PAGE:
Updated: Mar 21
Leading Change: Why Transformation Efforts fail.
Organisational changes are usually initiated when a company begins to survey its competitiveness and financial results in the light of market and technological trends. The 8-Step model by Kotter (1988) in "Leading Change" was based on analysis of why companies efforts to impliment change fail and provides a critical framework over overcome change management difficulties. Appelbaum (2012) surveyed the research literature on the empirical implimentation of Kotter's model, finding that although not all case studies utilised all of the recommended steps, Kotter remained a valid management tool.
Kotter found that a shared vision is critical to transformational success. Creating a strong team who have internalised this vision and can communicate it to the wider organisation is critical to its success. Without this vision, the reasons for, and direction of, change can become unfocused, leading to demoralisation and resistance amongst staff.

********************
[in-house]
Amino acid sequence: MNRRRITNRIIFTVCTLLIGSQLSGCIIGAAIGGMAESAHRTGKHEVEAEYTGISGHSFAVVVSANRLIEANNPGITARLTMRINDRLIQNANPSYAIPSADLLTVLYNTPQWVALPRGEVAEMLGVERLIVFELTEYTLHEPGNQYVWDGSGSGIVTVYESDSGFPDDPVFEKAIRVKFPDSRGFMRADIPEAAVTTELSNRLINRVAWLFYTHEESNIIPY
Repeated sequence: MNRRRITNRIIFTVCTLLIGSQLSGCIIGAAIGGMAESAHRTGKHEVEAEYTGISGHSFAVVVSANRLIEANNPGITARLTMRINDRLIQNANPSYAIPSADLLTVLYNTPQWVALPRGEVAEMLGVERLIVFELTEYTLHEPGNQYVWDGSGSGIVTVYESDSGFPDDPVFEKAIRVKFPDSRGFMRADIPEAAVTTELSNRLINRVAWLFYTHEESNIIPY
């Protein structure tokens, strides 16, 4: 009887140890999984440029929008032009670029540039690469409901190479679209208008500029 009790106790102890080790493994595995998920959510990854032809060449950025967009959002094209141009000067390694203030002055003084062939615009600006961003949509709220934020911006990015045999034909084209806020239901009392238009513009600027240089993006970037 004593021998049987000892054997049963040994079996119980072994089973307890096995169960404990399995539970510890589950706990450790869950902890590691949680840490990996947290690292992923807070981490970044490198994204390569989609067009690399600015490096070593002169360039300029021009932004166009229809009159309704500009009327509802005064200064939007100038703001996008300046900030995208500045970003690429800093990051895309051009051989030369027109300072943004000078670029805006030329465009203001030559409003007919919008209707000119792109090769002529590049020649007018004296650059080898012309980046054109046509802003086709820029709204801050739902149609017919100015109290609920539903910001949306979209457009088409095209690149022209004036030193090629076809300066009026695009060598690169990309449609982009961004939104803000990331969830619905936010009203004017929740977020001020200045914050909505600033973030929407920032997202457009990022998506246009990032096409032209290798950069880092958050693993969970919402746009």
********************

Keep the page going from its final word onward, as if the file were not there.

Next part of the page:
Utilising communication channels to articulate the vision to staff and actively seeking their involvement in its implementation can overcome these twin difficulties. Appelbaum (2017) found that increased communication and the visibility of change leaders were critical in transformative success.
There is also a risk that businesses can play too safely. If the urgency is not sufficiently communicated, the transformation process may drift and the long-term future of the organisation be put at risk. Until the change is embedded in the culture of a company, which can take up to five to ten years, new approaches are fragile and prone to regression.
Barnes (2018) emphasised the importance of decentralising the responsibility for change and diffusing it across the company.
Real transformation takes time and change processes can lose momentum if there are no short-term goals to achieve and celebrate. Identifying clear victories in the first year or two of a change can help convince doubters that the change will be worth all the upheaval.